It's good that Gov. Tomblin finally, reluctantly, agreed for state inspectors to check water in West Virginia homes, to learn whether families are drinking toxins from the disastrous Elk River chemical spill.
Thank heaven he acknowledged state residents -- individual householders, sometimes known as voters, or taxpayers -- instead of just representatives of polluters.
In January, when Tomblin scheduled a "stakeholders" meeting to go over his proposed legislation to regulate aboveground chemical storage tanks, he invited only lawyers and lobbyists for the oil and gas industry, the coal industry and a few other select trade associations.
Freedom Industries poisoned the water of 300,000 people. While all of those people could not constructively gather in a room with the governor to advise him on his bill, their representatives certainly could.
Logical representatives of the people's interests in this case would be reputable environmental groups, who have advocated for water quality protection for years. The people's representatives might include dutiful public health officials, or well-informed local elected leaders and first responders.
Yet, those groups were not invited to the "stakeholders" meeting.
Instead, it was a business-as-usual meeting for polluters. And how did the industry insiders like the governor's bill? As Gazette reporter Ken Ward Jr. found:
• Kurt Dettinger, Tomblin's former general counsel and now a lawyer for Steptoe & Johnson, had input. Dettinger is registered as a lobbyist for natural gas producer Antero Resources and Braskem/Odebrecht, the company proposing to build a natural gas "cracker" plant in Wood County.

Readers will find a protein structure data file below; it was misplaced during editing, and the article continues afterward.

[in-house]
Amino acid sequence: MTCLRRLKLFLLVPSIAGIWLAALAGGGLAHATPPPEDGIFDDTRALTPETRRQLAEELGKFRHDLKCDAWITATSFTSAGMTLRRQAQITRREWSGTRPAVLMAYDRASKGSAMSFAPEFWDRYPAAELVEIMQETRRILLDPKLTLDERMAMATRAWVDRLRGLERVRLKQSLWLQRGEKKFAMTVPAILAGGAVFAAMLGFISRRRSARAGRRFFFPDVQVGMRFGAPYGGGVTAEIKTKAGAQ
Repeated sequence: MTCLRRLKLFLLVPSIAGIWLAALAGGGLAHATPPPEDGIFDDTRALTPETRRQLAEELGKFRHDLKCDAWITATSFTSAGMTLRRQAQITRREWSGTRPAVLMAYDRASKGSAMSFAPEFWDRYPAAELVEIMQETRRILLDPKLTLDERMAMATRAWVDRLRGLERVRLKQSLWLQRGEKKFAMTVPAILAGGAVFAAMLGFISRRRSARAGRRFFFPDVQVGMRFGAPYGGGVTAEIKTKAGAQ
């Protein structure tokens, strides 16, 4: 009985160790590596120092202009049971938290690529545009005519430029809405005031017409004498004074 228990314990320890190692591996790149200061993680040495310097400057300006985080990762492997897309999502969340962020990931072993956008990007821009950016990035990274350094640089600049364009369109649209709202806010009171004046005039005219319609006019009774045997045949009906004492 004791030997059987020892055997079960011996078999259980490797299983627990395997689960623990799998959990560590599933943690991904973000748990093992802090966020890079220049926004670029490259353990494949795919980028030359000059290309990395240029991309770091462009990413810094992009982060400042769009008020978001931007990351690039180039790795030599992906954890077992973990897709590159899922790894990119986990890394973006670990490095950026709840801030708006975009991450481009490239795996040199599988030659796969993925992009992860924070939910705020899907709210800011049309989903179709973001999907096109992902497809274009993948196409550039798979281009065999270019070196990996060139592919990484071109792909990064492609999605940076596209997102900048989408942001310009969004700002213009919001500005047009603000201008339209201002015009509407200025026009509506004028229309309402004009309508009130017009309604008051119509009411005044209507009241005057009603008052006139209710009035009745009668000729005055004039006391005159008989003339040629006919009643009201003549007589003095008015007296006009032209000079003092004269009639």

• David Flannery, another Steptoe & Johnson lawyer, suggested the bill include an option of civil fines -- not just criminal penalties -- for violations of chemical tank requirements. The governor's bill had increased criminal penalties, but they were reduced to levels Flannery suggested in a version passed by the state Senate.
• Rebecca Randolph, president of the West Virginia Manufacturers Association, proposed 18 exemptions to the bill. The governor did not accept Randolph's exact wording, but did include a long list of storage tanks that would be exempt.
Longtime Sierra Club leader Jim Kotcon summed it up best: "Who are we listening to? If you want a bill that protects clean water, you should probably listen to people who advocate for clean water, not the polluters."Cowing too much, too often to polluting industries that want soft regulations and negligible enforcement is how West Virginia's capital city and surrounding neighbors got into this mess. It's time to ask someone else for advice.